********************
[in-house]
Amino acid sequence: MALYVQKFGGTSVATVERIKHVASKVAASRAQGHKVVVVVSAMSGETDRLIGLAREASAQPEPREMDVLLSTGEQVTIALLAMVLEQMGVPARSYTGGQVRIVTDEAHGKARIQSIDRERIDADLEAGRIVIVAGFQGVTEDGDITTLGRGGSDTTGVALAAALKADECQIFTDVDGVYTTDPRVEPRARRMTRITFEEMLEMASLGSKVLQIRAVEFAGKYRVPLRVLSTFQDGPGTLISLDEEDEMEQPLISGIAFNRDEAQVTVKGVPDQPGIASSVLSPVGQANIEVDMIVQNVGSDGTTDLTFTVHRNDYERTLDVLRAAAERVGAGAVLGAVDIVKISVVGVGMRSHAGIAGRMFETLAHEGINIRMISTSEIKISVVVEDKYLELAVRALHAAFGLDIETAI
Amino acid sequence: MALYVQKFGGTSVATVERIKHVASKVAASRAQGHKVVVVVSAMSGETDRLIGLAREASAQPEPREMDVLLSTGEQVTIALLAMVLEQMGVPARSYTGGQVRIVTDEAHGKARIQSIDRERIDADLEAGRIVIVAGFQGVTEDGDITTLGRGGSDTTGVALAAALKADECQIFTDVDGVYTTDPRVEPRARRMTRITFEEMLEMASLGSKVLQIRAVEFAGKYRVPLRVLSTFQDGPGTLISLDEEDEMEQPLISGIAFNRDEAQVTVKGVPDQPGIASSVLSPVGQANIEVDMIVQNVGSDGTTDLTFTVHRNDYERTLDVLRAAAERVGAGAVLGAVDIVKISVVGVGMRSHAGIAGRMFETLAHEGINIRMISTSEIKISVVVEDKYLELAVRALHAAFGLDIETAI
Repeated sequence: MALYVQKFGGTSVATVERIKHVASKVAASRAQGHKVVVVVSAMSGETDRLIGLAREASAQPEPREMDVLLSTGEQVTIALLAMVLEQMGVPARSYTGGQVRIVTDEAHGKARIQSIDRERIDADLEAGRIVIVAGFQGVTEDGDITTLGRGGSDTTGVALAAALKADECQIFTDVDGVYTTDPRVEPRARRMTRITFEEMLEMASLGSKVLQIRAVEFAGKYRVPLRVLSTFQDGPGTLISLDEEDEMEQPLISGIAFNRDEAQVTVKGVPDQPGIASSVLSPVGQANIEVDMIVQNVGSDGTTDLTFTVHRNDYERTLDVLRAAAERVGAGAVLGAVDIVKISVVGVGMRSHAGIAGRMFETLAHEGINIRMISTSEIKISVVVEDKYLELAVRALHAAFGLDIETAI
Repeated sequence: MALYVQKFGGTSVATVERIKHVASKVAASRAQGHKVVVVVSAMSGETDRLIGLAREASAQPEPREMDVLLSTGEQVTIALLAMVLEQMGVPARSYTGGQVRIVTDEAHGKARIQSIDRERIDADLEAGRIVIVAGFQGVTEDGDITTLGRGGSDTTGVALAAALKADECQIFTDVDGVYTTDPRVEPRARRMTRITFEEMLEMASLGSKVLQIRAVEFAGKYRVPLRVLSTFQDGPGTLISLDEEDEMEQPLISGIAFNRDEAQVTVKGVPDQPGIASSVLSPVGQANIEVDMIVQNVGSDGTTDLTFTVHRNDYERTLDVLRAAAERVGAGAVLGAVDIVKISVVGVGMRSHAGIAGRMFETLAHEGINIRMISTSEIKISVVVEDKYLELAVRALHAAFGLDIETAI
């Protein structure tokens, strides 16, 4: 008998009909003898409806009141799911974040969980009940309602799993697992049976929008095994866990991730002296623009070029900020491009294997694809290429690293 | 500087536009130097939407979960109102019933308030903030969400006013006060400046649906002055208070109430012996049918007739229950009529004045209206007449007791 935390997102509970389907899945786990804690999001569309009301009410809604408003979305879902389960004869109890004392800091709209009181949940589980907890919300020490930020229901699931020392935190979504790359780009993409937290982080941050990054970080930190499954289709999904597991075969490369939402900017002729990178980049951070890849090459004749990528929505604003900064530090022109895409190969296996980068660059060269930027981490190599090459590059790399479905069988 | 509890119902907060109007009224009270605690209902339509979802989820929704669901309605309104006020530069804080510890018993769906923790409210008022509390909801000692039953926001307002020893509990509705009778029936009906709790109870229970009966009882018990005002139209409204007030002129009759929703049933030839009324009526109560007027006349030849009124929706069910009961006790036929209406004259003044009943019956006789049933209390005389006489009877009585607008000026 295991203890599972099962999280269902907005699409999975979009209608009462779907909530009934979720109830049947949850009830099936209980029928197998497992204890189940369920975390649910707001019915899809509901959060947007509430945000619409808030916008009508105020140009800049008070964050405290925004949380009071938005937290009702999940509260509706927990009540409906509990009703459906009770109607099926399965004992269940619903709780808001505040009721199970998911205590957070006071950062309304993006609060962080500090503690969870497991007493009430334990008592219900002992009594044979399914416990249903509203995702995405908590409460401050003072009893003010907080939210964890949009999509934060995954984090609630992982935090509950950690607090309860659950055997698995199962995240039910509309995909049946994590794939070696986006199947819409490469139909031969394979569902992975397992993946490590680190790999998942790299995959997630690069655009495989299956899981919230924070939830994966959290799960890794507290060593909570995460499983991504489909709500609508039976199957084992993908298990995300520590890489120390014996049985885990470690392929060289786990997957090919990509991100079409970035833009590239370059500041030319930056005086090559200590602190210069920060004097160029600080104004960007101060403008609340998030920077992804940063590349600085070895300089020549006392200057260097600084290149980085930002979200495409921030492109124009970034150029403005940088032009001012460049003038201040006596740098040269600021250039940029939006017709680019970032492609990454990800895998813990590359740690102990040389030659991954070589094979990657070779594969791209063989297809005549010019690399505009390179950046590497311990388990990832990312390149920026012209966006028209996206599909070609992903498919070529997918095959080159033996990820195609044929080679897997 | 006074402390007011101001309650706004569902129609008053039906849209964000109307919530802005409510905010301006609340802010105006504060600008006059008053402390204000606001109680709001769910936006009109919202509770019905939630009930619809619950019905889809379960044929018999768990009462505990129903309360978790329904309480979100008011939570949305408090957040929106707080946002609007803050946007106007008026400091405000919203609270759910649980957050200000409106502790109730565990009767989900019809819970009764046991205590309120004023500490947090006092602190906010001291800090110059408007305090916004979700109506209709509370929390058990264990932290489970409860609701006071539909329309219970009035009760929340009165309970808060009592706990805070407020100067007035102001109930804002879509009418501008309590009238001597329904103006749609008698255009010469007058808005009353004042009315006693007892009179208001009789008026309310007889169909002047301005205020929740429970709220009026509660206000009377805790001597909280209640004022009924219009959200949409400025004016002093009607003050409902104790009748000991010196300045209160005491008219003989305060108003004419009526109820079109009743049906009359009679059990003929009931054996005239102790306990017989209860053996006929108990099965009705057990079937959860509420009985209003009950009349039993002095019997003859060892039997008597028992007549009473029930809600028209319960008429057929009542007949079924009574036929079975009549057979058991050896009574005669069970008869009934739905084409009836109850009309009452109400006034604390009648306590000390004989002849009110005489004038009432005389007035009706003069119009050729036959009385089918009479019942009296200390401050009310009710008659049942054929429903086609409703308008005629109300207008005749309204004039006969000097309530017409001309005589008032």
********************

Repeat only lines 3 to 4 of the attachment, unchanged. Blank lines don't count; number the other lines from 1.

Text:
Amino acid sequence: MALYVQKFGGTSVATVERIKHVASKVAASRAQGHKVVVVVSAMSGETDRLIGLAREASAQPEPREMDVLLSTGEQVTIALLAMVLEQMGVPARSYTGGQVRIVTDEAHGKARIQSIDRERIDADLEAGRIVIVAGFQGVTEDGDITTLGRGGSDTTGVALAAALKADECQIFTDVDGVYTTDPRVEPRARRMTRITFEEMLEMASLGSKVLQIRAVEFAGKYRVPLRVLSTFQDGPGTLISLDEEDEMEQPLISGIAFNRDEAQVTVKGVPDQPGIASSVLSPVGQANIEVDMIVQNVGSDGTTDLTFTVHRNDYERTLDVLRAAAERVGAGAVLGAVDIVKISVVGVGMRSHAGIAGRMFETLAHEGINIRMISTSEIKISVVVEDKYLELAVRALHAAFGLDIETAI
Repeated sequence: MALYVQKFGGTSVATVERIKHVASKVAASRAQGHKVVVVVSAMSGETDRLIGLAREASAQPEPREMDVLLSTGEQVTIALLAMVLEQMGVPARSYTGGQVRIVTDEAHGKARIQSIDRERIDADLEAGRIVIVAGFQGVTEDGDITTLGRGGSDTTGVALAAALKADECQIFTDVDGVYTTDPRVEPRARRMTRITFEEMLEMASLGSKVLQIRAVEFAGKYRVPLRVLSTFQDGPGTLISLDEEDEMEQPLISGIAFNRDEAQVTVKGVPDQPGIASSVLSPVGQANIEVDMIVQNVGSDGTTDLTFTVHRNDYERTLDVLRAAAERVGAGAVLGAVDIVKISVVGVGMRSHAGIAGRMFETLAHEGINIRMISTSEIKISVVVEDKYLELAVRALHAAFGLDIETAI